Simulation-based medical education is an evolving field that allows trainees to practice skills in a safe environment with no risk to patients. Recently, technology-enhanced simulation for emergency medicine learners has been shown to have favorable effects on learner knowledge and patient outcomes. In this report, a human patient simulator is used to familiarize emergency medicine trainees with the presentation and management of a pediatric motor vehicle-pedestrian accident is described.
Trauma is the leading cause of death and disability in children greater than one year of age . Despite this fact, it is still a relatively uncommon event and many trainees do not get adequate exposure to it without the use of simulation . Much of the available literature indicates that the repeated use of high-fidelity simulation can improve the acquisition of knowledge, skills, and attitudes, as well as their translation to the clinical setting in relation to neonatal and pediatric resuscitation, Cardiopulmonary resuscitation (CPR) and procedural skills, including airway management [3-4]. “Procedural skills that used to be taught with the “see one, do one, teach one” approach are now being taught with a safer approach: “see one, simulate a lot, do one, teach one” .
Pediatric trauma can present the emergency room physician with challenges that are unique compared to adult trauma. Firstly, trauma in the pediatric setting is emotionally charged. Secondly, due to differences in anatomy and physiology in children compared with adults, injury management also differs in some regards. For a physician not working primarily in a pediatric trauma center, these differences may add an element of discomfort when dealing with the injured child. Although many injuries can be managed initially in a general emergency department, more seriously injured children require transportation to a designated pediatric trauma center.
The use of simulation can help to familiarize residents, as well as practicing physicians, with the various elements of pediatric trauma, thereby improving performance in real-life situations. Simulation is a useful tool to improve medical skills and knowledge. It also addresses the less tangible aspects of running a trauma; for example teamwork , dealing with death or significant morbidity and emotional reaction of the healthcare team. This is especially important in the pediatric setting.
This in-situ simulation training session was conducted in the emergency department at the Janeway Children’s Health and Rehabilitation Centre using a high-fidelity mannequin simulator. This particular simulation used Laerdal SimJunior™ (232-05050).
Prior to the session, a comprehensive stepwise scenario template was developed (Table 1). This process required compiling all of the relevant clinical data and supporting documents, such as x-rays (Figures 1, 2) and laboratory data, that were to be used during the scenario execution. This was submitted to the simulation laboratory technical staff who then programmed the mannequin and supplied any necessary materials for the simulation.
Table 1: A stepwise, detailed scenario template that was submitted to the simulation lab’s technical staff, who then programmed the mannequin and supplied the necessary materials for the case.
Figure 1: Radiograph of left femur demonstrating a mid-shaft fracture (Source: K. Chan)
Figure 2: Radiographs of the right elbow demonstrating a supracondylar fracture (Source: K. Chan)
To ensure a smooth experience for trainees, an instructor completed a run-through of the scenario while acting as a trainee, prior to formal learning sessions. During a learning session, two instructors were present, one who maintained overall control of the scenario, and the second who took notes for the subsequent debriefing.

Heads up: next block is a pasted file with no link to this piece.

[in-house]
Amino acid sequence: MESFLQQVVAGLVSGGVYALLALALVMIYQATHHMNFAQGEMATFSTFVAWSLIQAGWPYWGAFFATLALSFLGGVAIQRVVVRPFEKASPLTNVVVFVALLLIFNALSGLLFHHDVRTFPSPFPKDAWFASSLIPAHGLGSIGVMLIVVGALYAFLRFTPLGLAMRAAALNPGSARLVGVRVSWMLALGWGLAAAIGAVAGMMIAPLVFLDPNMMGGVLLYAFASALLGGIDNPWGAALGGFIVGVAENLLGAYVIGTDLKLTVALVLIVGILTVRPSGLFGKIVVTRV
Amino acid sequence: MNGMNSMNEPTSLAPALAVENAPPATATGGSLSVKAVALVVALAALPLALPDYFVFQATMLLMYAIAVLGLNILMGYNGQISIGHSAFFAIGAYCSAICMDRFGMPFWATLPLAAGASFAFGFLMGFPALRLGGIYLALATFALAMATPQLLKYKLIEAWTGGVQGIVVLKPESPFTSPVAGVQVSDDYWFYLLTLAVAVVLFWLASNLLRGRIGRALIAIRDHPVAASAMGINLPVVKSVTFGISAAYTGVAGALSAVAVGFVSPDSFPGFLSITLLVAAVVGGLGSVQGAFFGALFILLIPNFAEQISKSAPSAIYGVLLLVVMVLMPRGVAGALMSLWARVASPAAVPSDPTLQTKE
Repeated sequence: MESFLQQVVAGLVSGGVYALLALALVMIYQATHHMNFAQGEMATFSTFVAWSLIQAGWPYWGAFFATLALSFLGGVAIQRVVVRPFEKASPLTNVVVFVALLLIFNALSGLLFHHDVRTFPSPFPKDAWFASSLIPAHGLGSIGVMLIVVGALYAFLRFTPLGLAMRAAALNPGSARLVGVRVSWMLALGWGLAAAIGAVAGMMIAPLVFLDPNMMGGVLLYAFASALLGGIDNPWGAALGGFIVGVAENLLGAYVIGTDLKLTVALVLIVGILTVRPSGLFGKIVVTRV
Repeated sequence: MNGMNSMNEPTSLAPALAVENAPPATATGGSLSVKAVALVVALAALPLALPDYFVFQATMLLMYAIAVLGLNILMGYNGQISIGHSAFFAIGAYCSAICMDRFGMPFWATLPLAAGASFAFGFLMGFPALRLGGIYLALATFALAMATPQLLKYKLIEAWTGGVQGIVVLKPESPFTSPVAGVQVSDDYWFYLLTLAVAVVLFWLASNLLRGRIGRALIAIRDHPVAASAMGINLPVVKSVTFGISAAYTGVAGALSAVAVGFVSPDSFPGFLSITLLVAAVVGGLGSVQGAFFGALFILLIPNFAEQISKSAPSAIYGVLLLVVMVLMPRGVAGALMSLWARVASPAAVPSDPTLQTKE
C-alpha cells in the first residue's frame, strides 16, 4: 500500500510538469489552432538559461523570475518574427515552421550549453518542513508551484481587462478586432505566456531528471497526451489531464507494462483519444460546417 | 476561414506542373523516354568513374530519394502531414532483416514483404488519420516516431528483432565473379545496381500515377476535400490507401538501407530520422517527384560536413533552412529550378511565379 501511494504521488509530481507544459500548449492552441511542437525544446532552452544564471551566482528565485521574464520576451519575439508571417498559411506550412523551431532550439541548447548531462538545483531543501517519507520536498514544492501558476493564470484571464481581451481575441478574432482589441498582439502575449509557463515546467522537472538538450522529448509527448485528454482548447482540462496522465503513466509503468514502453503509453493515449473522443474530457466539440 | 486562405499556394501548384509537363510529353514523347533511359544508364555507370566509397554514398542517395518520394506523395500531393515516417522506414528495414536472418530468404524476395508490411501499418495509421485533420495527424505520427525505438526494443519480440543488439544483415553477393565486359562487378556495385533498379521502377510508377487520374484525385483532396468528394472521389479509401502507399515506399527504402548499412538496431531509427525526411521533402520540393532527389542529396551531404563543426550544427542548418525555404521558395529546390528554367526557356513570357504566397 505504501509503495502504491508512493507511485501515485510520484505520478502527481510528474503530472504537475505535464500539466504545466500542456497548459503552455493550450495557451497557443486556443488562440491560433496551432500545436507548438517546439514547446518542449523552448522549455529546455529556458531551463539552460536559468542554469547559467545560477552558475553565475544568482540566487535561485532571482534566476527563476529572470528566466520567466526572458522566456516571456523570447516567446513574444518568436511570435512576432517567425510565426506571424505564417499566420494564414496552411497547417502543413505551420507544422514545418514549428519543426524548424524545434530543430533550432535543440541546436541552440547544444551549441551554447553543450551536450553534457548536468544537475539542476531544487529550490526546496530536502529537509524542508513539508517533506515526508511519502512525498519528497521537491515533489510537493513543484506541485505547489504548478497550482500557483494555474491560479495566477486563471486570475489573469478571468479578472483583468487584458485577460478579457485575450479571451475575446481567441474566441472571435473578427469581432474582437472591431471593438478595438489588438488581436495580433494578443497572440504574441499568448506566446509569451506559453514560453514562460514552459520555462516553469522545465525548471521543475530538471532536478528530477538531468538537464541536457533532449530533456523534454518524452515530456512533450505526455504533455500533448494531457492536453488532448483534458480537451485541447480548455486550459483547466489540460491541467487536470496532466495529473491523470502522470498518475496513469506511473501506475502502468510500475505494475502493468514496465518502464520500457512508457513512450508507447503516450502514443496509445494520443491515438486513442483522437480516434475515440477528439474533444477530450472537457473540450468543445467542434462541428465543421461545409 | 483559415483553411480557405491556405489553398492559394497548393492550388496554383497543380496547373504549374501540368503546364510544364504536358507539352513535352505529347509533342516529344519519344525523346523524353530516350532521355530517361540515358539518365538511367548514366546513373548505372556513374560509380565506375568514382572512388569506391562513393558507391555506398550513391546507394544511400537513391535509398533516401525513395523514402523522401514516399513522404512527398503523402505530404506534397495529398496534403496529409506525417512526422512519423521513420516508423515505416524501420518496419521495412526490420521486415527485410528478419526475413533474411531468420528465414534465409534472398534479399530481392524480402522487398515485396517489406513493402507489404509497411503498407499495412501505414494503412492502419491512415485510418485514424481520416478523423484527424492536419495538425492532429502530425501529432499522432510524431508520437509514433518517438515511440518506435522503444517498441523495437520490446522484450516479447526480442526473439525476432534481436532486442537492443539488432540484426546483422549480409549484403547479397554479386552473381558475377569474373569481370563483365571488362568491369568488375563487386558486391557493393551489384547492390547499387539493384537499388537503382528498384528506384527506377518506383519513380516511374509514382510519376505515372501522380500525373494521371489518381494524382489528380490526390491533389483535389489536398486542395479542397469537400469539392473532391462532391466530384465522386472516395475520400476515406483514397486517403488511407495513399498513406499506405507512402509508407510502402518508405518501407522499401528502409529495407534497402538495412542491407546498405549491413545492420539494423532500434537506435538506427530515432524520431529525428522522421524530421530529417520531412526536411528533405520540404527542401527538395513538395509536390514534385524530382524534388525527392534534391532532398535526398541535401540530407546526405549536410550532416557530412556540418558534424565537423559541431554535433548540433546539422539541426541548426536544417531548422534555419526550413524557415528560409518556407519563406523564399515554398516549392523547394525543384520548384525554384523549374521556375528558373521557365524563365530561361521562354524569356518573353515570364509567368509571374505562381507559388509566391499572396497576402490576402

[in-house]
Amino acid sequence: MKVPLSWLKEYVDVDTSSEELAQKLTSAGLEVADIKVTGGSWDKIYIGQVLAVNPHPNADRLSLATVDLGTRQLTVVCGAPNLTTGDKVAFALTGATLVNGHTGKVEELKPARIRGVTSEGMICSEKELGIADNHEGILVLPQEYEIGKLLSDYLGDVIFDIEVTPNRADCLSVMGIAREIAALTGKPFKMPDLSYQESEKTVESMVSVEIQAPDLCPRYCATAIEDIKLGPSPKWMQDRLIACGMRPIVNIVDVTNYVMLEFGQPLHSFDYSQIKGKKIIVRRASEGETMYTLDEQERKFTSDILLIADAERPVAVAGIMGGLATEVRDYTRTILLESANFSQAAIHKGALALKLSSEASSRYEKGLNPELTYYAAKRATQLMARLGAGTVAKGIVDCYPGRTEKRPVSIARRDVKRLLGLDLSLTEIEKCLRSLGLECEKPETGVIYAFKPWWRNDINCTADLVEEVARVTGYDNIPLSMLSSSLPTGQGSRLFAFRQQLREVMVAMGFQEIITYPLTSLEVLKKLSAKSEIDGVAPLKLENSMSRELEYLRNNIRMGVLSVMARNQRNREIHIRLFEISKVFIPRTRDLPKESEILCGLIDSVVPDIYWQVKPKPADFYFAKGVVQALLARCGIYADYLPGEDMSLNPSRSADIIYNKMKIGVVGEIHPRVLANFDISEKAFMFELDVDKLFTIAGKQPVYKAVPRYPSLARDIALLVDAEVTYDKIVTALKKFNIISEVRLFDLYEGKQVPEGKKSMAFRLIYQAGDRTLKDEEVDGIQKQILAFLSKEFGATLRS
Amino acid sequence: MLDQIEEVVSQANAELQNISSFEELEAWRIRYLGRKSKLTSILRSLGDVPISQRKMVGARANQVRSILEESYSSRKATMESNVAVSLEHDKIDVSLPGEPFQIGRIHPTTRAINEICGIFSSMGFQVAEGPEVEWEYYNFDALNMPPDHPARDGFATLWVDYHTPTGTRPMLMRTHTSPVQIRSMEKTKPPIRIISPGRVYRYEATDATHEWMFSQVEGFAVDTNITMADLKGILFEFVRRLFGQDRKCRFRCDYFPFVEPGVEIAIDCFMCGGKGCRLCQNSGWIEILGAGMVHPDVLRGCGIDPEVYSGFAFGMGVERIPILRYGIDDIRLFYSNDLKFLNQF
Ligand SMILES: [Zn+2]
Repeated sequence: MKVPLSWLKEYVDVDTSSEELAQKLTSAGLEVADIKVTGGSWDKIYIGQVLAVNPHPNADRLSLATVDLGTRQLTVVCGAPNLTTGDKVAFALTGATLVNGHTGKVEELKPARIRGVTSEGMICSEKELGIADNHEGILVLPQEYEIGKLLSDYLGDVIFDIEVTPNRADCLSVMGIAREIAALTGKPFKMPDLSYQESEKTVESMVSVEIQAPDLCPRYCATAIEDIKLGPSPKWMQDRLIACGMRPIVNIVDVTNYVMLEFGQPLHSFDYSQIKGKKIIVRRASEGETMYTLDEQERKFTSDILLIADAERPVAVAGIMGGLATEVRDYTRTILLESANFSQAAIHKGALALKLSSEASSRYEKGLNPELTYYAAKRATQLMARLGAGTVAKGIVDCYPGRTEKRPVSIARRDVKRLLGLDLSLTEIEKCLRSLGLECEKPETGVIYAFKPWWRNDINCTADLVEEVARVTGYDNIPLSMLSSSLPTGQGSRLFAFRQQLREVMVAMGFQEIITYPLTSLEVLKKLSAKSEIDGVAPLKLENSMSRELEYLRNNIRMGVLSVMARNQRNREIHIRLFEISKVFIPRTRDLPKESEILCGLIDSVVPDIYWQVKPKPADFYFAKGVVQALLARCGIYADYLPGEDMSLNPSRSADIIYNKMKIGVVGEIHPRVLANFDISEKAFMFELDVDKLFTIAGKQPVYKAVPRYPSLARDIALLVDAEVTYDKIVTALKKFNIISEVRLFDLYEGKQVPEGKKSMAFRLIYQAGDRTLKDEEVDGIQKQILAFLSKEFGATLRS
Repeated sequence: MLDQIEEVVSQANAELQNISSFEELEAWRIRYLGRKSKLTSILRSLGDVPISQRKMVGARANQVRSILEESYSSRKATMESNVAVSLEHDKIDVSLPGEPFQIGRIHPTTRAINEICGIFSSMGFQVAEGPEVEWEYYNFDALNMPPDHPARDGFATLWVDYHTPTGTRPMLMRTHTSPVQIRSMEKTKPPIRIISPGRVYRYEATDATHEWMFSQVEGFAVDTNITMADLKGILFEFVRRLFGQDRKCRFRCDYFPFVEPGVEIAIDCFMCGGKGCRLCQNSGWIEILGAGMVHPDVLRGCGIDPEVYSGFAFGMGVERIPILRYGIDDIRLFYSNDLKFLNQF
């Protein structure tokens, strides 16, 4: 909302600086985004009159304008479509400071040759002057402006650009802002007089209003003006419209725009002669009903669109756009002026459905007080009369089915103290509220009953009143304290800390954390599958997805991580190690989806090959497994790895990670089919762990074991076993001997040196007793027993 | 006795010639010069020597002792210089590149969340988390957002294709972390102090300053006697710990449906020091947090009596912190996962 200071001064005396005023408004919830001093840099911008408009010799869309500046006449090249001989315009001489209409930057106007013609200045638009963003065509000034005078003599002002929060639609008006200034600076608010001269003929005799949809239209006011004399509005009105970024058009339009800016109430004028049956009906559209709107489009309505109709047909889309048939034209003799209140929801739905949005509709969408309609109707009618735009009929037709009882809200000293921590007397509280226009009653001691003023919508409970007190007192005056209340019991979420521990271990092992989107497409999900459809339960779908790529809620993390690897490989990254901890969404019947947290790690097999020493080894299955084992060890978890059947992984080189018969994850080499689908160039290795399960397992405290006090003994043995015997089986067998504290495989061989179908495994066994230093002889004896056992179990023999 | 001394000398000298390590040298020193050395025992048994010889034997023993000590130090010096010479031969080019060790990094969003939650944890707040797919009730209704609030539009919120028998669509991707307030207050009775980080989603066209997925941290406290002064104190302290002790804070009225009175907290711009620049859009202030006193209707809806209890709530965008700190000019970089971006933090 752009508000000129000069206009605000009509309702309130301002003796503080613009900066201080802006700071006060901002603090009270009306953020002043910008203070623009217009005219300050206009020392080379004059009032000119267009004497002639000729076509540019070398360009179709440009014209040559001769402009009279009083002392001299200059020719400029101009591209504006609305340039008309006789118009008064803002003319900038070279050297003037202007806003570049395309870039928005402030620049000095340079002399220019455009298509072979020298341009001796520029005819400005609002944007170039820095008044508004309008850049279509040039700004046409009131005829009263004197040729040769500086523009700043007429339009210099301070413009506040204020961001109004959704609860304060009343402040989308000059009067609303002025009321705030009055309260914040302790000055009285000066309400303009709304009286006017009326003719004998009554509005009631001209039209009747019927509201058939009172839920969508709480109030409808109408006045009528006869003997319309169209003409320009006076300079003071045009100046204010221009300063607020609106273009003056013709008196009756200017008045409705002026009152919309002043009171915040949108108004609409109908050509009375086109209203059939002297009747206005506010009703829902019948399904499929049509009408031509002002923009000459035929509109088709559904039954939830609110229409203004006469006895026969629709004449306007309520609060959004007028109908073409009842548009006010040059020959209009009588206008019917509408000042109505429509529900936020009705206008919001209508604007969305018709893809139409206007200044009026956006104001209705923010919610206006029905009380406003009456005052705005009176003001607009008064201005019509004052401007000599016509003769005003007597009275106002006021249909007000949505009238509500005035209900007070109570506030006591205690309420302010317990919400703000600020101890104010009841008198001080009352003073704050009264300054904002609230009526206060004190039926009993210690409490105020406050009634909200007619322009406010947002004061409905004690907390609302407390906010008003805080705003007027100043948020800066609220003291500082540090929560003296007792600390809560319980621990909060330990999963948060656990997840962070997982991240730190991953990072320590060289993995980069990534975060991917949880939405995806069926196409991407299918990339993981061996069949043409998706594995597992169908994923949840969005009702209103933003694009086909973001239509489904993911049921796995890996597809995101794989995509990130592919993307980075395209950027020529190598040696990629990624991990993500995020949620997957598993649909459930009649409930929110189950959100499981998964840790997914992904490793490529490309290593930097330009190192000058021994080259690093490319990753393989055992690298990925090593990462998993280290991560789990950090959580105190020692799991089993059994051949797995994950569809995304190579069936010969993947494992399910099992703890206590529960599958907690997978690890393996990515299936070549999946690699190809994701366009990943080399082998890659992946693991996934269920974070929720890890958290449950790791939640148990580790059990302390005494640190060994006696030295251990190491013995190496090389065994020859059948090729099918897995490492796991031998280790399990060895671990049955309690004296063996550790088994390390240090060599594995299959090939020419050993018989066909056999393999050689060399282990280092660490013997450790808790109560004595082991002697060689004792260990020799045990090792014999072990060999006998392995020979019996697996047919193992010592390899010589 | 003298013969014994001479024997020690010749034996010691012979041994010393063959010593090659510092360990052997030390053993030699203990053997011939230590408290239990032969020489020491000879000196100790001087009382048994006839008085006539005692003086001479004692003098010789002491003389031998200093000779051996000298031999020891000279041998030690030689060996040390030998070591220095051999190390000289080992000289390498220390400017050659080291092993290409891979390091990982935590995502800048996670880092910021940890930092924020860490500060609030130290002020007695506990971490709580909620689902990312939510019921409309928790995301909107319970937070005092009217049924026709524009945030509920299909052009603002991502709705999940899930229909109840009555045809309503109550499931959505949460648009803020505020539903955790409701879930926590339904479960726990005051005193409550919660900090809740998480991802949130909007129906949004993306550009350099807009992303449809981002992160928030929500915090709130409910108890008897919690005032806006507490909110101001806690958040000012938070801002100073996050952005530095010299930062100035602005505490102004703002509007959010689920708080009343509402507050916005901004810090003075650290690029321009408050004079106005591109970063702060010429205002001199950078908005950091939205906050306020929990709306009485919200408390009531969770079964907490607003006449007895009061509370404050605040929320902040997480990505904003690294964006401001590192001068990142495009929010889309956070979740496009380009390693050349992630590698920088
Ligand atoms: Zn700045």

A pre-briefing was held with the trainees before the case. Limitations of the simulation were reviewed, in particular addressing technical issues with the mannequin and resource availability. The fiction contract agreement between participants and instructors to proceed as if the simulation is real while, simultaneously acknowledging it was not addressed . Finally, trainees were advised that the case is strictly formative.
In this simulation case, an eight-year-old male is brought to a community hospital after being struck by a pick-up truck as he ran across the road. His father, who accompanied the boy in the ambulance, saw the accident and said he did not think the boy lost consciousness. Upon request, trainees are provided with details of the patient's allergies, medications, and a past medical history that includes mild asthma. Learners were advised if an investigation was normal and/or were provided with a normal result from the simulation laboratory database.
At the beginning of the scenario, the patient is already connected to cardiac monitors with a full set of vital signs provided by emergency medical services (EMS) indicating an axillary temperature of 36.5 °C, tachycardia, and a blood pressure of 100/65. The scenario takes place in the trauma room of a community hospital with a full complement of resuscitation and intubation equipment on hand, as well as point of care ultrasound (PoCUS). Also available are crystalloid or colloid fluids, blood (O- and type-specific), a rapid infuser, warming devices, splints (including Thomas), lab, x-ray, and computed tomography (CT). There are two registered nurses as well as a respiratory therapist working, and there is a general surgeon on call at the nearest trauma center.
The trainees are then instructed to proceed with their evaluation of the patient.
Following the conclusion of the scenario, trainees were provided with a formal debriefing. Care was taken during the debriefing to ensure that the number of debriefers is limited such that the debriefer-to-learner ratio does not exceed one: one. The debriefing is ideally lead by an educator with experience in debriefing; the principles of good judgment and frame discovery should be central to the process .
A didactic session was held after the debriefing. During this session, instructors were able to address any learning needs identified through the scenario and debriefs, and trainees were given the opportunity to strengthen knowledge gained through the simulation exercise. The following is meant to be a guide only, not a complete discussion.